Refugee Sponsorship: And I Thought the Paperwork was Hard…Little Did I Know!

Refugee sponsorship is not always a piece of cake, a bed of roses, or even what we had hoped it might be.  Sponsorship is kind of like raising a child from 0-20 years of age, in 12 months flat! Except that you are dealing with someone who speaks another language, comes from a different culture, and is not in fact a child at all.

A good sponsor, like a good parent, needs to teach a newcomer to be self-sufficient and thrive without them. Before a newcomer arrives, we hope, we pray, we believe they will settle and be successful in our community. We have a list from the government that tells us how they can be successful: learn French or English, manage bank accounts, pay taxes, find employment, attend school and more.  We dream, surely, “my newcomer” will do all of these things and more!

Then reality hits…they aren’t picking up the language, they want to move to a different city, they want to go back home, they don’t understand the importance of following Canadian laws, they want to do everything or nothing on their own, they resent not supporting themselves, they are scared. We think, how will we ever help them become self-sufficient?

We may need to manage our own expectations. For a family having dealt with very severe trauma or living with daunting health issues, even learning a new language in one year may only be a dream. Sometimes, you will have to set aside the list of things that “should” be done and simply help them through a difficult day.

Alternatively, the newcomer who expects to find work or start a business within weeks or months after arrival may feel disappointed and frustrated because they are not able to provide the same lifestyle they were accustomed to in their home country. They may feel like they are failing, and all you can do is support them in their disappointment and point out their achievements.

When the person(s) we have sponsored is not meeting expectations, ours or their own, it may be difficult to know what to do.  Knowing when to step back is just as important as being willing to step up and help.

A healthy sponsorship is messy…you are taking a traumatized family and connecting them with a group of volunteers who “just want to help”. And, sometimes the best way to help is to do nothing at all.

Well-meaning volunteers can sometimes cause more harm than good when they disagree about what the next best steps may be. It can cause a great deal of stress when everyone has their own idea about what is best for the newcomer.  If an individual acts on their own without consulting the rest of the group, it can cause a lot of friction and often confusion for the newcomer. Just like in parenting, a unified voice is always the best course of action.

Sometimes volunteers act in their own interests instead of the family’s by creating dependency of the newcomer.  Doing everything for another person instead of helping them learn to do things for themselves is not helping them at all. It may seem easier to just “do it for them”, but remember there is only a short 12 months to get them standing on their own.

We navigate these challenges to the best of our ability, connecting newcomers with professional help when needed. We share our experience and knowledge, encourage them to try things on their own, and then at some point, we let go.

Just like parenting, we won’t do it perfectly, it’s going to get messy, AND it’s going to be OK.

If you have faced the challenges of gathering a group of people together to help another group of people learn to live in Canada, you have succeeded.

Celebrate Earth Day — Stand up for the Environment!

Each year, Earth Day—April 22—marks the anniversary of the birth of the modern environmental movement in 1970. Over the years, our UU communities have marked this day with protests, education, worship and more to live out our seventh principle, “Respect for the interdependent web of all existence of which we are a part”.

What will your community do this year?

  1. join a local protest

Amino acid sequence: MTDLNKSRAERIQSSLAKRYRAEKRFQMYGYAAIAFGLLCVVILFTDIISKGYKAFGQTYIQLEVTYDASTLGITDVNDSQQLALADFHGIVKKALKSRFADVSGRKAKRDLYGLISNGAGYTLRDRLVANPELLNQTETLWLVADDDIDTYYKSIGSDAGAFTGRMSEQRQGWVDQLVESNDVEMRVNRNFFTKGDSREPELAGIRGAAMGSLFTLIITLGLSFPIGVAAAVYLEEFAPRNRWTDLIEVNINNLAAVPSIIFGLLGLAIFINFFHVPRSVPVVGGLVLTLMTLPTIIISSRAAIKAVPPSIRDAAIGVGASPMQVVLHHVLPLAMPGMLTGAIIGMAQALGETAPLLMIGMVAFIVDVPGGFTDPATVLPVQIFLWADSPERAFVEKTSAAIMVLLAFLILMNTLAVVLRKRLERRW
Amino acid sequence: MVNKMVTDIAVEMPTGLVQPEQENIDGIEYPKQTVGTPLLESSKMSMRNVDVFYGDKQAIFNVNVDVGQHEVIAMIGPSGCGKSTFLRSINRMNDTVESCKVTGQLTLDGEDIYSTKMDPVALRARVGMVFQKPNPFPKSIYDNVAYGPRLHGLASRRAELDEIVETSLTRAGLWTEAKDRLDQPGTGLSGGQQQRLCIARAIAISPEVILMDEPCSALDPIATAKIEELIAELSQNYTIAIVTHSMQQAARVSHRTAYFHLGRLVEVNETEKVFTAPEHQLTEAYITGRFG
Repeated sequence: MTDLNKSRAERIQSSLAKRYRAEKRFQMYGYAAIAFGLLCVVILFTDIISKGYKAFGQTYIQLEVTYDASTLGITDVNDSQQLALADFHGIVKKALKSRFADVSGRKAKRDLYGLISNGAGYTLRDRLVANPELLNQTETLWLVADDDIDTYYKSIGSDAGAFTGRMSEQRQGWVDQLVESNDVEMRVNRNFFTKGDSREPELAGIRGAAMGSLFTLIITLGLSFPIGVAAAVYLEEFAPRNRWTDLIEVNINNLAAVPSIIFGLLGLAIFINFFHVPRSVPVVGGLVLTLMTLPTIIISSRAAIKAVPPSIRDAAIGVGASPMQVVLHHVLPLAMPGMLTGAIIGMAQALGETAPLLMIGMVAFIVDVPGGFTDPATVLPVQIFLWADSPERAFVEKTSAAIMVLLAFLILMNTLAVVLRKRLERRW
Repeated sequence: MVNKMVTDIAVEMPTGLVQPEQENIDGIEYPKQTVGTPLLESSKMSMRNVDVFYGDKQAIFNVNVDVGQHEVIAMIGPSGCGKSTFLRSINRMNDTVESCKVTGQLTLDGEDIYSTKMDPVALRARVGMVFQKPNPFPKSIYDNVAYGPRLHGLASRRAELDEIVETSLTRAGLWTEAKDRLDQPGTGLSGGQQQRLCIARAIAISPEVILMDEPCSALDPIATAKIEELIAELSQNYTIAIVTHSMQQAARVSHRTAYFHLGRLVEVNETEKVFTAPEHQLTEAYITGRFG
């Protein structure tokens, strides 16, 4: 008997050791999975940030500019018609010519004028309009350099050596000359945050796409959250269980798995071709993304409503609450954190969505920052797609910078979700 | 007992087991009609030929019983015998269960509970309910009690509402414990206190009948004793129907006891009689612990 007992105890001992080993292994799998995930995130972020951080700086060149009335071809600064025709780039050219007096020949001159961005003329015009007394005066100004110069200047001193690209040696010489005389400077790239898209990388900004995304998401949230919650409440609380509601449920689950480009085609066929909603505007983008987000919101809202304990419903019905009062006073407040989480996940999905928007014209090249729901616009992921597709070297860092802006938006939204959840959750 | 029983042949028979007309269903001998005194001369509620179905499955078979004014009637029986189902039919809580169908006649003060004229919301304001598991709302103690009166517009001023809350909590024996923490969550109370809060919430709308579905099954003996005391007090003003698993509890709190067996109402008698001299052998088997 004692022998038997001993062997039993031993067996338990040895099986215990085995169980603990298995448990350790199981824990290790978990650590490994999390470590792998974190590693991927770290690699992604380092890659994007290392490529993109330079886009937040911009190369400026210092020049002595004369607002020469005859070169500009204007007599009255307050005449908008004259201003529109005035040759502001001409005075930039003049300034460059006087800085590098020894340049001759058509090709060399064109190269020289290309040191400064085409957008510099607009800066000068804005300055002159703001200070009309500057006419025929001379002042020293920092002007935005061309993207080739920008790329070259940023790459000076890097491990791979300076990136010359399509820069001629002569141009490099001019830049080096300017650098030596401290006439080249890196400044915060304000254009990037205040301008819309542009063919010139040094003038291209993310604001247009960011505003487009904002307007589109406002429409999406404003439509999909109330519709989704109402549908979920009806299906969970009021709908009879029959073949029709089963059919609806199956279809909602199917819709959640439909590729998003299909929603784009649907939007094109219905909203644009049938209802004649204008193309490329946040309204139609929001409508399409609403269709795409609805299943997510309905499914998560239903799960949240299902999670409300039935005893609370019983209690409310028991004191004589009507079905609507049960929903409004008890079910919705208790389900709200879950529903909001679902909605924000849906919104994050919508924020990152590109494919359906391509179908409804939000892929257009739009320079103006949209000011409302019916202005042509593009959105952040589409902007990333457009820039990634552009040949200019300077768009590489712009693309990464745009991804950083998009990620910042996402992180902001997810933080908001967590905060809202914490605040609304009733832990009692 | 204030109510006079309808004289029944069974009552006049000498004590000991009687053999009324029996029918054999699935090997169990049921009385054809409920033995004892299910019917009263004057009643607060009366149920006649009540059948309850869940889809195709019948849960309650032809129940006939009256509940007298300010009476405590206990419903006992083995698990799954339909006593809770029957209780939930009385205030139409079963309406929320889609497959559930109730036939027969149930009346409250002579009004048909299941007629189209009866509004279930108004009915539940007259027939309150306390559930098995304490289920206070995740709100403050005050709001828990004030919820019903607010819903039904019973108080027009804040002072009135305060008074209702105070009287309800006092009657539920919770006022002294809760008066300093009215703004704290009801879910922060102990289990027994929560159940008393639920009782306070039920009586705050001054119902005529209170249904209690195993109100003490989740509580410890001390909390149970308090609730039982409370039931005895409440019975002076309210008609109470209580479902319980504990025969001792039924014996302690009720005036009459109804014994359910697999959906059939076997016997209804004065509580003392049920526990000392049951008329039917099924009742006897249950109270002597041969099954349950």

2. enjoy a picnic with friends and family
  3. hold an Earth Day worship service

Whatever activity you enjoy, we invite you to share what you are doing to mark this important date on the CUC Love and Justice FB group.

For inspiration, check out this years’ campaign for Environmental and Climate Literacy at EarthDay.org, This year’s focus is  to empower everyone to engage in environmental protection.

Moving From Reaction to Crime Prevention

We all worry when we hear about over-representation of Indigenous people in jail, solitary confinement, and incidents of police brutality. We want these things to stop. This is why the Canadian Unitarian Council has recommended to The Hon. Jody Wilson-Raybould, Minister of Justice and Attorney General, that our focus and our resources should be pointed at CRIME PREVENTION. We must address the root causes of violence. We know the programs that work, but we don’t fund them consistently. To reduce violence we have to build in effective evaluation, track what is working and what is not, and only finance what works. Those programs should receive stable, multi-year funding in First Nations communities, in our cities, and in our rural areas.

See our letter and brief to the Minister calling for action on Prevention.

Listen to Dr. Irvin Waller’s Call to Action at the Holtom Peace Lecture giving us the big picture. (this video is the presentation of an individual and does not necessarily express the opinion of the CUC)

What You Can Do

1. Help the Minister of Justice and Provinces achieve their mandates to prevent violence.

2. Meet with Politicians at all levels to share what works.

3. Foster a National Coalition of municipalities, Indigenous groups, churches, NGO’s, professional associations and others to promote a prevention agenda.

4. Volunteer for an organization with a proven track record to prevent crime.

Clean Water: What will you do to make a difference?

Did you know??? In the fall of 2016, 151 drinking water advisories were in effect in First Nations reserves across Canada.

More than 100 water advisories are routinely in effect, with some First Nations reserves living under advisories for nearly 20 years.

Below is A SAMPLE LETTER TO THE MINISTER OF INDIGENOUS AND NORTHERN AFFAIRS, REGARDING CLEAN WATER AND SANITATION, PREPARED FOR YOUR USE BY THE CANADIAN UNITARIAN COUNCIL. PLEASE FEEL FREE TO USE, ADAPT AND SHARE.

March 2017

To The Honourable Carolyn Bennett,
Minister of Indigenous and Northern Affairs
House of Commons
Ottawa, Ontario, K1A 0A6

As a Canadian Unitarian, I am writing to voice concern regarding access to safe, drinkable water and adequate sanitation in Canada.

Canadians need to see a progress report on your promise to eliminate the need for boil water advisories in First Nations by 2021. Further, I suggest advancing the target to 2018 as being both achievable and consistent with the priority. Canada certainly has the technology, and with a more focused effort and resources, this necessity for clean water can surely be provided for all Canadians.